Saturday, June 30, 2012

This Week's Work Link Up Party - #1


I decided to do a weekly post, sharing the weeks projects and disasters (thankfully no major crafting disasters this week!) and I wanted to give anyone with a blog the chance to share what they've been working on as well, so I created a brand new Saturday, weekly link up party.  You're welcome to share whatever family friendly project you've been working on, from sewing and crafts to cooking, organizing and schooling (and whatever else you can think of!).  And if you're working on something for a shop, you're welcome to share that too, because I love helping out small businesses!  

This week's submissions will be open until next Friday night, so you have plenty of time to come up with a post!  Have fun!

This week my post will focus on Mae's upcoming birthday.  I have two and a half presents left to create before the fourth...  We're getting down to the wire!  He's what I've come up with so far:

Some Saints for the Shop:



Mae's Saint Catherine Doll, waiting for her veil to be finished:


Some play oven mitts for the baby obsessed with oven mitts:


Mae's Rapunzel Dress:


A Blanket for the Birthday Girl (half way finished, please pardon my sewing area mess!)


This might be my favorite dress ever.  I'm pretty proud of it.  I cut it out and created it without a pattern:


And the completed habit, complete with veil and mini cape.


And I'll spare you another round of the snoods I finished, but posted yesterday, because they should be in this section too!

So... what are you working on?  I can't wait to see what you've come up with this week!


----

Friday, June 29, 2012

A New Snood for All Season Creation

In yesterday's post I mentioned my recent purchase of a new pink silicone swim cap.  Last night I tucked my hair up into it, handed Paul the camera and told him that we were going to do a snood photo shoot.  He looked at me like I was crazy, and asked me, when we got outside, whether or not I was going to take the swim cap off my head.  I shook my head "no" as I laid my snoods out on a whicker chair, and instructed him to snap a "before" picture.  He decided to go along with his crazy wife:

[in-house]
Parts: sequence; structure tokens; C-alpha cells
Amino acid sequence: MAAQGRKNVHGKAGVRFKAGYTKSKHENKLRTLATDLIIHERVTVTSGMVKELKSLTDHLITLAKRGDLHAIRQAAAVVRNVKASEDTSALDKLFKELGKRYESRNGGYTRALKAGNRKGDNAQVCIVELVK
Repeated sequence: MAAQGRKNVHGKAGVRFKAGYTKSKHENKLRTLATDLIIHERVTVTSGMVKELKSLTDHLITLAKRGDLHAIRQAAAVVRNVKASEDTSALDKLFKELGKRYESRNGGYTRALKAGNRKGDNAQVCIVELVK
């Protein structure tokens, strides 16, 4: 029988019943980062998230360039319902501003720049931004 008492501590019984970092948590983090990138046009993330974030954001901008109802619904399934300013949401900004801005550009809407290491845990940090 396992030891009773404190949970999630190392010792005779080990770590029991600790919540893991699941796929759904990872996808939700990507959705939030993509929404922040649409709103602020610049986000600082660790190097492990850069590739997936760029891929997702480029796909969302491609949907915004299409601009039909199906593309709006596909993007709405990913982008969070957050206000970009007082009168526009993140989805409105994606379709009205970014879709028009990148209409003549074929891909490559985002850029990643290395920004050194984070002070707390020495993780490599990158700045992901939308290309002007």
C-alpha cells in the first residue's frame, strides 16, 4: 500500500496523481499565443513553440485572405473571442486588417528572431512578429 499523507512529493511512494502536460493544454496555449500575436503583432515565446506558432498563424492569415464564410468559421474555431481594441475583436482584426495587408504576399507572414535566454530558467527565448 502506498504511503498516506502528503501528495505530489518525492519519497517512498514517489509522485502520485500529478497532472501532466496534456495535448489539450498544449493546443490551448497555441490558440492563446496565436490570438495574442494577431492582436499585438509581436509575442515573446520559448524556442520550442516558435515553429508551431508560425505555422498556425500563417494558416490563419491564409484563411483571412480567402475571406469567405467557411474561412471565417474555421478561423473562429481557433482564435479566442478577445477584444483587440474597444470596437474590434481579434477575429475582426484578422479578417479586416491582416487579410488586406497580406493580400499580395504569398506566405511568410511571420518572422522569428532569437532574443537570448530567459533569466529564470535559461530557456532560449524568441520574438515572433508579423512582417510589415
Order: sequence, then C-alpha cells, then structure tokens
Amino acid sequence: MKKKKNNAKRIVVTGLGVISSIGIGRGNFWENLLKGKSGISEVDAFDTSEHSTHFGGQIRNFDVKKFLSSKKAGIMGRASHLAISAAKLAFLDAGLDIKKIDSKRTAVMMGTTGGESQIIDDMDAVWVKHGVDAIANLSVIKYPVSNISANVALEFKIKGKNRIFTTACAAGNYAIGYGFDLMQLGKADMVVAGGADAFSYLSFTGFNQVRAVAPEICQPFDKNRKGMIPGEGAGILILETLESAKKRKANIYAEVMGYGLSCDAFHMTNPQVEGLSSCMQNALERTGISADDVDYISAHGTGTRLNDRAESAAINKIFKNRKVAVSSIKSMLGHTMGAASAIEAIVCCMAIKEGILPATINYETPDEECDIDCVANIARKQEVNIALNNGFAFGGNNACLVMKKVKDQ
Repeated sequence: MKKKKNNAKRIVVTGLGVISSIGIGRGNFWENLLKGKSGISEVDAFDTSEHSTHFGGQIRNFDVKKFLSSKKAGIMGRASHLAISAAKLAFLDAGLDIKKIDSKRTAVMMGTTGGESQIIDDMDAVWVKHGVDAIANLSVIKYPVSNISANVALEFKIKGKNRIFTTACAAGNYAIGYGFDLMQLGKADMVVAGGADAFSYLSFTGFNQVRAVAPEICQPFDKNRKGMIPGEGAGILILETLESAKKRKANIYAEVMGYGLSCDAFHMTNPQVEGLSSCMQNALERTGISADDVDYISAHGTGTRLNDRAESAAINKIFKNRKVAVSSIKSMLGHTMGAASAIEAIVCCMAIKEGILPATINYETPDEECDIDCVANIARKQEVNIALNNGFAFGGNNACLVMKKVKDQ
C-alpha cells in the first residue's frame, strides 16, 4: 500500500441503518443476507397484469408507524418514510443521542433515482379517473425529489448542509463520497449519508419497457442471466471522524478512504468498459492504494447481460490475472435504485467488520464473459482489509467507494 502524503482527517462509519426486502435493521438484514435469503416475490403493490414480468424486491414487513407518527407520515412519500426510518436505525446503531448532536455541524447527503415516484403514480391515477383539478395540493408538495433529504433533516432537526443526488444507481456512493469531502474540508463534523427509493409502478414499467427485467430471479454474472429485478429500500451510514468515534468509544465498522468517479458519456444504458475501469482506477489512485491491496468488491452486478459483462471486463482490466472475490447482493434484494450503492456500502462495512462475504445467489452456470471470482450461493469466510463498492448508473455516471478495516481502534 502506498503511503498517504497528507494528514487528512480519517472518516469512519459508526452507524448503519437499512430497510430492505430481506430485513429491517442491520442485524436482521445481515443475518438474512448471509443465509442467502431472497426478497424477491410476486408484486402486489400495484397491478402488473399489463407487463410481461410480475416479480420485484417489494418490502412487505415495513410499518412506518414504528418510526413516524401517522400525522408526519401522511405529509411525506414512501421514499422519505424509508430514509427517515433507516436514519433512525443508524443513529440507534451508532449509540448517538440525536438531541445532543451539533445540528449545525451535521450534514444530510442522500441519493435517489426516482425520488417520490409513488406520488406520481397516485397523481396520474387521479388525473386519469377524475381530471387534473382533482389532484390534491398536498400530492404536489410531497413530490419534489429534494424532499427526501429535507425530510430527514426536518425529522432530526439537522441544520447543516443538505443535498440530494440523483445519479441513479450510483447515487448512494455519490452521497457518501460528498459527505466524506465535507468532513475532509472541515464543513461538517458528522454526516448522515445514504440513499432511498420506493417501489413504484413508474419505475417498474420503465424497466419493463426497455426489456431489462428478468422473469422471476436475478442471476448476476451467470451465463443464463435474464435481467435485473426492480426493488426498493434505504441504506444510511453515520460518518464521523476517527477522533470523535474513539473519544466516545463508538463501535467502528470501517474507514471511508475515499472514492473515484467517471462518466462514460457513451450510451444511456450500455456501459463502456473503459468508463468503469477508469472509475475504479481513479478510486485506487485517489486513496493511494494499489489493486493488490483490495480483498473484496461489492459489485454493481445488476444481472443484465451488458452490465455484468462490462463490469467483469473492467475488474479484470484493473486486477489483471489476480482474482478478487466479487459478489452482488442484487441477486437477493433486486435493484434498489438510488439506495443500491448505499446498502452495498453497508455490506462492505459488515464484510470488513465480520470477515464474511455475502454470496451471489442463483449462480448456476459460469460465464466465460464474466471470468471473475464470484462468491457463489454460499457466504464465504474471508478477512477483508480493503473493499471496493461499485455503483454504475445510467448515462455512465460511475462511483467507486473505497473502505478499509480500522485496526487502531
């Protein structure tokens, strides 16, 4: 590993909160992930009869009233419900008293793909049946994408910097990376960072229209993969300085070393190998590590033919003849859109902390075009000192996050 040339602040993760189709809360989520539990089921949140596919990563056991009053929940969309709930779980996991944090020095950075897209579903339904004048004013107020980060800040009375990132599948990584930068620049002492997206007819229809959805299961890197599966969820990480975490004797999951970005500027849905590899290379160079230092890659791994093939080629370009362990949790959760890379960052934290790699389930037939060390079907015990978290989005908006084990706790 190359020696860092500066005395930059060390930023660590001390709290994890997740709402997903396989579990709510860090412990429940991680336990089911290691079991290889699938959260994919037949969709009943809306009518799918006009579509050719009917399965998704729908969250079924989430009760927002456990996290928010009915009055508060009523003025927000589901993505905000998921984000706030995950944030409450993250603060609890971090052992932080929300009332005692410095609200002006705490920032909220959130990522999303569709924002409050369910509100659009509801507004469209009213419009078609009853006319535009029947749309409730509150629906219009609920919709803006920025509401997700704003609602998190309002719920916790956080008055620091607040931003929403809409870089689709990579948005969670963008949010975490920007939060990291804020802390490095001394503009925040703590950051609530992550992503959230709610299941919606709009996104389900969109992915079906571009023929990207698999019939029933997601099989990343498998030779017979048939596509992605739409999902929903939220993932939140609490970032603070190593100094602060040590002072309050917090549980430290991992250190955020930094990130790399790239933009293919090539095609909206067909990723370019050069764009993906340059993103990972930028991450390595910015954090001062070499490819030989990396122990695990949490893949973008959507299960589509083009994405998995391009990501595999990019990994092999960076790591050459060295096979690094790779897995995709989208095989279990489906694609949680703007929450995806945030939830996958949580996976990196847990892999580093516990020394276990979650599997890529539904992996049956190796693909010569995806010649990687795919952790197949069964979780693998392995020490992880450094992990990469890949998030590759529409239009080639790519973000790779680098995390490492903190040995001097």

Then I began to carefully fit each snood over the cap.

You see, the new snoods I've designed are made with a new pattern to fit those with no hair, or with very short hair.

This summer, since coming home, I've been very blessed to be able to take a couple of afternoons a week to go and sit with my dear friend who's battling ovarian cancer.  Now I had long planned on designing fitted snoods for those who don't need to stuff a pony tail or bun (or just longer strands!) into their snood.  Something that was fitted and beautiful, that stayed in place like my normal snoods, but that didn't have any unnecessary bulk.

When my friend asked me to make her a snood I got to work on the new pattern.

By the end of the day the pattern was perfected and I was pleased with the result when I put it on over my hair (with my hair down).  Still, to really see how it looked I needed something to do away with my out of control locks.

The swim cap order went out and I impatiently awaited its arrival.

So now I'm happy to introduce my newest line of snoods.  I'll be adding more colors as I sew them (and I happily accept custom orders if you have a color and fabric in mind):











7 Quick Takes Friday



--- 1 ---

Yesterday I thought we might be able to take the girls on a walk again.  It'd been over a week since we'd had a bear run in and I thought maybe, just maybe she had bumbled over to someone else's property and decided to stay there.  Then Nini went out to the car to leave the house this morning.  She opened the garage, went back inside, and upon walking back into the garage came face to face with the bear, eating bird seed.  Thankfully, the bear took off running.  An hour later, Gigi went out to the garage (which, unfortunately still was open) and discovered that the bear was back at it, eating bird seed again (apparently they're big fans of the finch's thistle that we buy).

So we're still hanging out on the porch and will be for the foreseeable future.

...And Grumpa did call Fish and Game today...  He was told that since the bear ran away it sounded as if it was still afraid of humans, although he could certainly shoot it if it threatened anyone.

Yup, because I'm sure someone is going to have time to go inside, find the gun, find the gun's ammo, load the gun and come outside to save the day if the bear that's been pestering us during the day for almost a month now decides to get over his clearly not that great fear of humans (I mean, how afraid can he be if he keeps going inside?!?!?!).



--- 2 ---

The best therapy for a politically horrible day is, for me at least, sewing... or knitting... or doing some other sort of craft.  I have a feeling that, as a result, that I'm entering into a very productive crafting period.



--- 3 ---

The fact that we have a bear lurking around the house is doing nothing to help Sadie's fear of bears after seeing Brave with me on Sunday afternoon.  I assured her that this bear isn't 15 feet tall and that it won't be able to open the doors to come inside the house.

She doesn't seem to believe me.

--- 4 ---

I recently ordered a swim cap for a snood shop project that's been on my mind (more on that tomorrow).  Instead the girls have taken turns swiping it.  Mae wears it on her head.  Sadie pretends its a doll and calls it her baby.  Who knew that a silicone swim cap was one of the most amusing toys ever created?